In theory the volume of emails hitting our inboxes should start to decrease after today as we see Cyber Monday move into Giving Tuesday and firms scale back their marketing activities. The amount of money spent online this year, thanks to our COVID-induced lockdown, is likely to have hit record levels, coming at a vital time for many retailers. Analysis carried out earlier in the year by Edge Retail suggested that the COVID-effect to retailers could be up to £5 billion.
However, despite the inevitable increase in online spending, the amount of fraud will have increased accordingly. According to Digital Trust and Safety company Sift, the fraud rate (reported attempts of fraud divided by total online transactions) from the start of October to mid-November was nearly 400% up on the same period in 2019. With online transactions spiking for the year over the last four days, it is anticipated that the level of online fraud will be off the scale in 2020.
Whilst organisations such as Action Fraud have active campaigns focused on consumers and the tell-tale signs of scams, the £13.5m worth of fraud last festive period is unfortunately likely to be topped this year. Fraudsters use the same tactics as genuine brands to hook unsuspecting consumers attention and divert their interest, web session and ultimately hard-earned cash from legitimate brands.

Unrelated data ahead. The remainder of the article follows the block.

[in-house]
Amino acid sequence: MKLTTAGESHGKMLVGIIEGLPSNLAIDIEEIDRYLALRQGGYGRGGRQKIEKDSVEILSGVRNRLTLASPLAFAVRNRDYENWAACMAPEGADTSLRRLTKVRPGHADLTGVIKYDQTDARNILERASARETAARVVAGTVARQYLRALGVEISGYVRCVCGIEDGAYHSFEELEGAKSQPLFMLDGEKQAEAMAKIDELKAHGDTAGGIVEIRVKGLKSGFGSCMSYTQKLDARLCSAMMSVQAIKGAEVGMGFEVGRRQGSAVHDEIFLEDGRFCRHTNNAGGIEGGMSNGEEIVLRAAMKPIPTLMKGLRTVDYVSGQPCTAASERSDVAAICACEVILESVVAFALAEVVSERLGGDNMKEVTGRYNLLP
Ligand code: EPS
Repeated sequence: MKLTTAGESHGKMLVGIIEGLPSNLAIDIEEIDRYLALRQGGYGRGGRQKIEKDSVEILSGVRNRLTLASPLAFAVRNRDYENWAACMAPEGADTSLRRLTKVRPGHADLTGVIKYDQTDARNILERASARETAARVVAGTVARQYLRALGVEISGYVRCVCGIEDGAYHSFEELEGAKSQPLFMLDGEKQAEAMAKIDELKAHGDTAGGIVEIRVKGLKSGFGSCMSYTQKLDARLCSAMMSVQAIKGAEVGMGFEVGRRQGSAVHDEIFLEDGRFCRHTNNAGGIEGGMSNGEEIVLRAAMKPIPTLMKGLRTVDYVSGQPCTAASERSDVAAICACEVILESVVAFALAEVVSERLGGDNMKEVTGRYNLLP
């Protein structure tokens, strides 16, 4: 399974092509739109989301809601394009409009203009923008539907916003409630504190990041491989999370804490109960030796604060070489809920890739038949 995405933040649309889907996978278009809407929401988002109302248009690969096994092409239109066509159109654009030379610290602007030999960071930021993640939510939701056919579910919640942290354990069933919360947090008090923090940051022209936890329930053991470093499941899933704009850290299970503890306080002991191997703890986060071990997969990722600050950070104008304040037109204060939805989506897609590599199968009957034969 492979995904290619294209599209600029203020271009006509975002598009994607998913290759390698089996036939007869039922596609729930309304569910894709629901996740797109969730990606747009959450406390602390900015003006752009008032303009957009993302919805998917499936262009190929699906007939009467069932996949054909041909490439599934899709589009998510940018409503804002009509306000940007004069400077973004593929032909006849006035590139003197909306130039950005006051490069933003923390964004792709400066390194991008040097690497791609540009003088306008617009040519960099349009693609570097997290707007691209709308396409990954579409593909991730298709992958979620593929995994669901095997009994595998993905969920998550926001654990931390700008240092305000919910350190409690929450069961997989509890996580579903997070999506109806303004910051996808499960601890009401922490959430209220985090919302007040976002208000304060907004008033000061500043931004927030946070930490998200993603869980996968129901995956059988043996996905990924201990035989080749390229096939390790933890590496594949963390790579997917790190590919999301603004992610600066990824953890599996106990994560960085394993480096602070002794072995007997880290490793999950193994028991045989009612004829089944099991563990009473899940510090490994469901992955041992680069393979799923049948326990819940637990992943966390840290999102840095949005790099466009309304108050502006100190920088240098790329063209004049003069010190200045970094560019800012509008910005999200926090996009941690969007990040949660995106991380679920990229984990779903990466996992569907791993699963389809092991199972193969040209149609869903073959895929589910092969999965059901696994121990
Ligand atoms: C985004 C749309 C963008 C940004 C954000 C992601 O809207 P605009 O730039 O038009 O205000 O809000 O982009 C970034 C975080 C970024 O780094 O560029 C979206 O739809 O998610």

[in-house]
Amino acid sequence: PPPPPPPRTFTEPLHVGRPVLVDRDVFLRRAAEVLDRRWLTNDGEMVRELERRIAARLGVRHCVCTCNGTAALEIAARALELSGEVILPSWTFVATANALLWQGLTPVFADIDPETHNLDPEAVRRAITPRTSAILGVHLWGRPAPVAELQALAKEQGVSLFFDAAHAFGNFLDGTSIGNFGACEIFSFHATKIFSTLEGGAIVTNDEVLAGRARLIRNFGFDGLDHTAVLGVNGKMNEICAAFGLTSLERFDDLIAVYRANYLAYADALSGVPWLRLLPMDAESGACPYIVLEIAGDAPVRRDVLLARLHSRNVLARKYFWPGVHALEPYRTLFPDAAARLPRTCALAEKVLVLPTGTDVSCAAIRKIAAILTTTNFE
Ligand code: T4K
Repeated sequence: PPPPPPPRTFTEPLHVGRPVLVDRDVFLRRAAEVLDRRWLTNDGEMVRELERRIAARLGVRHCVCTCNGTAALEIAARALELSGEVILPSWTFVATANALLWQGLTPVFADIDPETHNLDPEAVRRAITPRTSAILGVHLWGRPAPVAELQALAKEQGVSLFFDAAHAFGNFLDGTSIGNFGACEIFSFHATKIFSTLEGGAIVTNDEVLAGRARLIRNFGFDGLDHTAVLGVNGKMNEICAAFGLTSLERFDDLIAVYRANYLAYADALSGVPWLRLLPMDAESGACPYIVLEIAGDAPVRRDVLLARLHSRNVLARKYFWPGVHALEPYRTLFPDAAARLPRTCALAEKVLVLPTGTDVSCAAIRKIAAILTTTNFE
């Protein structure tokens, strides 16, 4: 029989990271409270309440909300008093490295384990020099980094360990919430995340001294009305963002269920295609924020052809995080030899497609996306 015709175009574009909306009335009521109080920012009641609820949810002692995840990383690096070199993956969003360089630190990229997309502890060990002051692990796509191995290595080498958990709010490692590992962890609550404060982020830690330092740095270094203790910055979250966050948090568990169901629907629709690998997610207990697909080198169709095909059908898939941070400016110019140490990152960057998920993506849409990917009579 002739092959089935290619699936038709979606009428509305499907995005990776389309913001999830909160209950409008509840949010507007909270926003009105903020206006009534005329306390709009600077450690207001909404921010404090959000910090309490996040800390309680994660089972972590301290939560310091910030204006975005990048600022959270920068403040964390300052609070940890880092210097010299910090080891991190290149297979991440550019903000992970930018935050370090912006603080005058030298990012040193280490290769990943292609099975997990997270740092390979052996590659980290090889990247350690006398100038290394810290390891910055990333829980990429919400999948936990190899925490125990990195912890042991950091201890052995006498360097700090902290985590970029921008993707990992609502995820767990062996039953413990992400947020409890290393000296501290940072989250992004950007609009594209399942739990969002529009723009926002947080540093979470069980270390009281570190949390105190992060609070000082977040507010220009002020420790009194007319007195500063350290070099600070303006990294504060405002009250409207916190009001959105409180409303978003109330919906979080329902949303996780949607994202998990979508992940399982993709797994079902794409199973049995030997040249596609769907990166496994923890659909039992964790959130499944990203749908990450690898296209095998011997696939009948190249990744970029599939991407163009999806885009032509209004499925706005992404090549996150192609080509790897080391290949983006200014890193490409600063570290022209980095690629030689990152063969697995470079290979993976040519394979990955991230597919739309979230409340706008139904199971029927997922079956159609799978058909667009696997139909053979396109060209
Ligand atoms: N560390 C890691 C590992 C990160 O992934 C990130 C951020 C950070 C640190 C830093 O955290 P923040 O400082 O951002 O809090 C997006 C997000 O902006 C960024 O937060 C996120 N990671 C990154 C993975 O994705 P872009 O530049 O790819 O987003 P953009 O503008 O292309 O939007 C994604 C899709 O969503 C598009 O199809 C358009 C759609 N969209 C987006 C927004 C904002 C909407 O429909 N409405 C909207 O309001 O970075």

Social Media continues to be the easiest method of attracting customers for fraudsters – the more information we share with the networks, the more targeted the scammers ads can be. To give an example, from looking at my posts it is clear I am a football fan. I live in England and so there is a higher chance than average that I may be interested in England’s National Team football merchandise. Which is why I was served with the advert on the right.
This shirt caught my eye as it appears to be manufactured by Under Armour rather than Nike who currently hold the contract as official merchandise supplier to the Football Association. I searched for similar images and found dozens, all identical apart from the two logos on the shirt. So if you were an Irish Rugby fan or an Arsenal fan, you may have seen one of the images below.
The website that is selling these shirts has so many alarm bells that it is surprised any potential customers aren’t deafened on loading, ranging from using the same text for their terms and conditions as many other websites, only offering contact through a webform and a domain name that was registered relatively recently. The return on investment on a social media campaign is relatively low and it only takes a few orders from customers who don’t see the warning signs for them to profit. Of course, capturing personal and financial details from unsuspecting customers is valuable data enough for them.
Whilst the madness of the Black Friday weekend is drawing to a close, it doesn’t mean that the fraudsters will also disappear back into the corners of the dark web. We all need to keep our guard up and make sure that we don’t become part of the problem rather than solution…..and, of course, remember if it looks too good to be true, it probably is.